The Magazine

Morandi at the Met

An artist, 'with much faith in Fascism,' gets a second look.

Dec 15, 2008, Vol. 14, No. 13 • By MAUREEN MULLARKEY
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A painter's painter and one of Italy's most admired,
Giorgio Morandi (1890-1964), took his time.

"It takes me weeks to make up my mind which group of bottles will go well with a particular colored tablecloth," he said. "Then it takes me weeks of thinking about the bottles themselves, and yet often I still go wrong with the spaces. Perhaps I work too fast?"

That rhetorical tease hints at the self-possession of an artist who also took time to cultivate the image of himself as a solitary genius, isolated from modernist movements and fascist career networks. A wide circle of influential friends, many of them writers and intellectuals, facilitated the posture. They hastened to gloss his crafted--and aggressively guarded--persona as an apolitical outsider. A 1945 catalogue essay by the art historian and collector Roberto Longhi set this tone of approach by referring to "the monastic Morandi in his cell." It was an edifying characterization but a pious fable.

Despite critical and financial success in his lifetime, Morandi has remained, since his death, a sidebar to the 20th century canon, and the first full survey of his work in the United States, the recent exhibition at the Metropolitan Museum of Art, is part of an effort --begun in 2001 at London's Tate Modern--to widen his audience and establish his place on the art historical time line. And, it follows, on the auction block.

At the Met, with some 110 paintings, etchings and watercolors on view, every phase of his work was represented. Here were the iconic still lifes, noiseless and austere in their muted color scale and spatial ambiguities. Rare self-portraits, several handsome landscapes, flower paintings, and a commanding group of etchings are included. It was a select gathering from collections originally assembled in collaboration with Morandi himself, who steered sales of his work to those scholars, critics, and wealthy connoisseurs who could advance his career. His patrons, including major and minor players in Mussolini's regime, were men of taste.

The formal structure and spatial organization of Morandi's paintings place him at the heart of the modernist undertaking. Lessons learned from Cézanne appear in the linear evasions of homely items compressed on a tabletop, like distilled architecture. His subdued palette echoes the ochres, browns, pinks, and brick reds of Bologna's old colonnaded buildings. The same household objects repeat like mantras throughout his work, each adjustment between them finely calibrated to break the silence--some would say monotony--of the whole.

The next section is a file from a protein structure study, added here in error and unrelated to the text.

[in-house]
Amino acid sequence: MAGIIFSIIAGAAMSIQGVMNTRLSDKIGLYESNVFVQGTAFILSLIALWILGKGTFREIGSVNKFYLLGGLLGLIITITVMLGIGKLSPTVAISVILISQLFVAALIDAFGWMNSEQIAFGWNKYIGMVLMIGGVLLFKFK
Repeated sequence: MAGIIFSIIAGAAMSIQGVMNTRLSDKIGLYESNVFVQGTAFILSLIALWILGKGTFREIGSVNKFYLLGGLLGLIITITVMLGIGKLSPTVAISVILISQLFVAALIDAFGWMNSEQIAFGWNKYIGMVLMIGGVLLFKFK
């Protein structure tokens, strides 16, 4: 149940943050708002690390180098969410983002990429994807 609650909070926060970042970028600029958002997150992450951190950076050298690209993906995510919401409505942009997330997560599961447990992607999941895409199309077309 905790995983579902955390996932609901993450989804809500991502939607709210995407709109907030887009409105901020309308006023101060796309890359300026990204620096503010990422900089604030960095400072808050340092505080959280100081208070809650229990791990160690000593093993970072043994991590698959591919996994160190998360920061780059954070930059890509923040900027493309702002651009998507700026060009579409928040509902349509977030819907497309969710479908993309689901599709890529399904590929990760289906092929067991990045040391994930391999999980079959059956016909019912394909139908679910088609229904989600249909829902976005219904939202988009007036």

The narrowness of his range, its compositional encores and refrains, can be misleading. His distinctions are penetrating but so discreet you have to work at observing them. No middle ground exists for the audience: These subtle shifts of tone and perspective either captivate (as they do me) or bore. To seek infinity in an arrangement of bottles is an acquired taste.

From the standpoint of pure painting, this was a welcome show; but it stumbled as a cultural event. More than an invitation to the felicities of paint, an exhibition is also a social fact, a material prompt to historical understanding. The Met's obligation is to cultural memory, not to marketing myths; accordingly, it drained culture of meaning by introducing Morandi in near-devotional terms. Or as Umberto Eco trills in the last commissioned line of the catalogue: "Morandi spent his entire life addressing the problem of the redemption of matter."

Less messianic--and more to the point of his rise to prominence in a nasty time--are Morandi's own words: "I have had much faith in fascism since its first inklings, faith that has never ebbed, not even in the darkest and most tumultuous moments."

Born into a prosperous Bolognese family, Morandi was raised in a villa on the outskirts of the city. He was 19 when his father died and the family moved, with a live-in housekeeper, to an apartment on the via Fondazza. Morandi stayed there with his sisters until he died. He worked and slept in the same room surrounded by the bottles, boxes, vases, and canisters of his still life repertory. The man never left Italy until, at age 66, he went twice to exhibitions in Switzerland. Such is the skeleton of "the Morandi myth."

Put flesh on the bones, however, and the story turns labyrinthine, even devious, and unreconcilable with the received image of the artist as the lonely embodiment of some lost ideal.